Iconic HBO chairman and CEO Richard Plepler, who brought Game of Thrones to TV, to step down
After 27 years working at what is arguably the most pedigreed brand in television, Richard Plepler is stepping down as chairman and CEO of HBO. The move brings to an end an era that saw the cable channel churn out a succession of water cooler-chatter hits including Game of Thrones, Veep, Girls, the miniseries Big, Little Lies, and yes, Succession, all of which Plepler championed—none more so than Game of Thrones, the biggest show in HBO’s history.
Plepler’s departure had been speculated on in the industry ever since AT&T’s $85 billion acquisition of Time Warner, HBO’s parent company last year. Immediately there was talk of making HBO less autonomous as well as upping its production closer to Netflix-like levels, a move that is incongruous with how the boutique company has historically operated. When it was reported earlier in the week that former NBC Entertainment chairman Bob Greenblatt was in talks with WarnerMedia to oversee HBO and Turner, Plepler’s place in the food chain seemed even more tenuous, though Plepler is said to have come to his decision to step down several weeks ago.
In a memo to his staff, Plepler—who started at HBO as a publicist and swiftly rose through the ranks thanks to his intellect, good taste, and smooth salesmanship—wrote, “My dad always gave the best advice. Whenever there was a difficult decision to make, he counseled that since no one could ever have perfect visibility into the future, the best thing you could do was trust your instincts. It has been a touchstone for me throughout my life, and I have found myself returning to it again recently as I think about what is an inflection point in the life of this wonderful company. Hard as it is to think about leaving the company I love, and the people I love in it, it is the right time for me to do so.”
Despite his old-world charm, Plepler always had his finger on the pulse, and was engineering HBO’s move into streaming much earlier on than its competitors, first with HBO Go and, more substantially four years ago with HBO Now. (Read about the evolution of that service in this Fast Company story from 2015.) When he first began exploring the idea of building up HBO’s viewership with a new digital platform, he consulted with political pollster Doug Schoen, whom Plepler had known from when he was a 22-year-old staffer for Senator Christopher Dodd. Plepler asked Schoen to gauge public opinion about HBO and its competitors, telling him, “There’s a canard out there that we’re mature, and I don’t believe it. My hunch, to use a campaign metaphor, is that there are a lot of undecided voters. Let’s go see if that’s correct. And if so, why?”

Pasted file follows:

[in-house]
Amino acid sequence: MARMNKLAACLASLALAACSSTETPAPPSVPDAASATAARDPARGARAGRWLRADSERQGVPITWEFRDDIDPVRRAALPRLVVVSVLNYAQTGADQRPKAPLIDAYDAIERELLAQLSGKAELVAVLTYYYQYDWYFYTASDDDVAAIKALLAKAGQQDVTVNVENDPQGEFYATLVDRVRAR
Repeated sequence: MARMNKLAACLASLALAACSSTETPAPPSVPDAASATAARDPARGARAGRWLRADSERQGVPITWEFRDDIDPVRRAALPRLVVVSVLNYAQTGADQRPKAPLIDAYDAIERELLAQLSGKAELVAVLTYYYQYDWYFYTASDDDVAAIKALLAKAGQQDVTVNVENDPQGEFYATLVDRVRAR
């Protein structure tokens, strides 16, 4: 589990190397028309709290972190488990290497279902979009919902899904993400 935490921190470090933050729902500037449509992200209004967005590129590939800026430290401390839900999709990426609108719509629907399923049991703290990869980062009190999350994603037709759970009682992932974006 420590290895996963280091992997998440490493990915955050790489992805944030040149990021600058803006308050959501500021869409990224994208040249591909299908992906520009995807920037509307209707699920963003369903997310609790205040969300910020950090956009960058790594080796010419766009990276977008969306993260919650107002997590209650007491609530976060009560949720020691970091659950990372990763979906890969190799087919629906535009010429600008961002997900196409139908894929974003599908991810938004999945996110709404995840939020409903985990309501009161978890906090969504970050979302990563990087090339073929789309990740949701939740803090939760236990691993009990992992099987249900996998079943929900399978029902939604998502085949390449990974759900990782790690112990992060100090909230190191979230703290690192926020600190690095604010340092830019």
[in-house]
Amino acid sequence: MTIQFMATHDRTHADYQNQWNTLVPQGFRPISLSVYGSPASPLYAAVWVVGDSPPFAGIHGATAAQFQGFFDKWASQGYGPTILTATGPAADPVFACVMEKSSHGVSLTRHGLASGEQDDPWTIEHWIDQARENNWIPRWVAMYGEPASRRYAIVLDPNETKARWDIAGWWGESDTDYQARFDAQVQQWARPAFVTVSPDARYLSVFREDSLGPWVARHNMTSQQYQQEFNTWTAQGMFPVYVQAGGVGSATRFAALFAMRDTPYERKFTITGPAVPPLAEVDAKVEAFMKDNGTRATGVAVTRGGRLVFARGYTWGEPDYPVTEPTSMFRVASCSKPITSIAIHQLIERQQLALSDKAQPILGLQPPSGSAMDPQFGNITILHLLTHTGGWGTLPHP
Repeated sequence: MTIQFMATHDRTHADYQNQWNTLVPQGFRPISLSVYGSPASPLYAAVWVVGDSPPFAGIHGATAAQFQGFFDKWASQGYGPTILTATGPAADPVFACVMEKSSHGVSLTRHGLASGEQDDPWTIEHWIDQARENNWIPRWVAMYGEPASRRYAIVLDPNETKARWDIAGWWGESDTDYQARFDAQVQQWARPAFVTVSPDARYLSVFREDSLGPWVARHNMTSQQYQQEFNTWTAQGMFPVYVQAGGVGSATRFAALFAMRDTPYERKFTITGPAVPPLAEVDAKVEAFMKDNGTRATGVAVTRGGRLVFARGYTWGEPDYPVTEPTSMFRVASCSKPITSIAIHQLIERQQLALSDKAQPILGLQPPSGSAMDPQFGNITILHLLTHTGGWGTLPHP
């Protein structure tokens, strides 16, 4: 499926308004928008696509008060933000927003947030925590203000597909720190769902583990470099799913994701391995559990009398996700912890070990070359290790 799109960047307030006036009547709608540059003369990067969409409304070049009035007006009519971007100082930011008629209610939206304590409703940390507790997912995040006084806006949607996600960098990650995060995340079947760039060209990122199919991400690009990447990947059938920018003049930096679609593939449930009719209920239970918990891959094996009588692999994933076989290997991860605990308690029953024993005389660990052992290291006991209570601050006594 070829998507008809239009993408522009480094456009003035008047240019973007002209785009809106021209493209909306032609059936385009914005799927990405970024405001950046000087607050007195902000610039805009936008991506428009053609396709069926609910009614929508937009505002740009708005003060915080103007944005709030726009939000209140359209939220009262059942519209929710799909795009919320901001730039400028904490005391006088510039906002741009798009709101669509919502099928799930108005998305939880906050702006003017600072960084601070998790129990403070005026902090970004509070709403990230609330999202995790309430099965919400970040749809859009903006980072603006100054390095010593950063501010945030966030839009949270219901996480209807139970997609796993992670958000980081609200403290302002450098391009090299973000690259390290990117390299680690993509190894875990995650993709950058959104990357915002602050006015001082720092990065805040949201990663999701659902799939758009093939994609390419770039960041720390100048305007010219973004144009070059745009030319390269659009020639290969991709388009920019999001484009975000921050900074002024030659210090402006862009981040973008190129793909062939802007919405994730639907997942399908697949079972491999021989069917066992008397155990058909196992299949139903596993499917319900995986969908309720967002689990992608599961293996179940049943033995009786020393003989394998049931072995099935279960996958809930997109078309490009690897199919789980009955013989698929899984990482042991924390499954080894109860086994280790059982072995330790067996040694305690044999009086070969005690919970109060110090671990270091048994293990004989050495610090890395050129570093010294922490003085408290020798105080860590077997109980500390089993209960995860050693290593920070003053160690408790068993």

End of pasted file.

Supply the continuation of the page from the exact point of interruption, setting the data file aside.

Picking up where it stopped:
Known for his pressed suits, deep tan, gracious manners, and passionate support of “talent,” Plepler put his imprint on his network more than any other modern TV executive. He saw the company as more than just a brand, but as a creative hub and cultural touchstone. Whatever HBO produced was an event, from its Sunday night lineup to its famed Emmy party. His glee was genuine whenever he discussed conversations with HBO collaborators, from Jimmy Iovine to Sarah Jessica Parker, many of whom were regulars at his–equally famed–dinner parties at his Upper East Side townhouse.
Plepler joined HBO in 1992, eventually becoming co-president in 2007 and then chairman and CEO in 2013. A close confidante of Jeff Bewkes, the former Time Warner CEO told Fast Company in 2015, “Richard won’t steal your sandwich if you leave it on a desk. That’s an important trait if you’re going to go around and work in the white spaces, between people who are at odds with each other or have well-established walls between them. You have to make sure everybody knows you’re trustworthy.”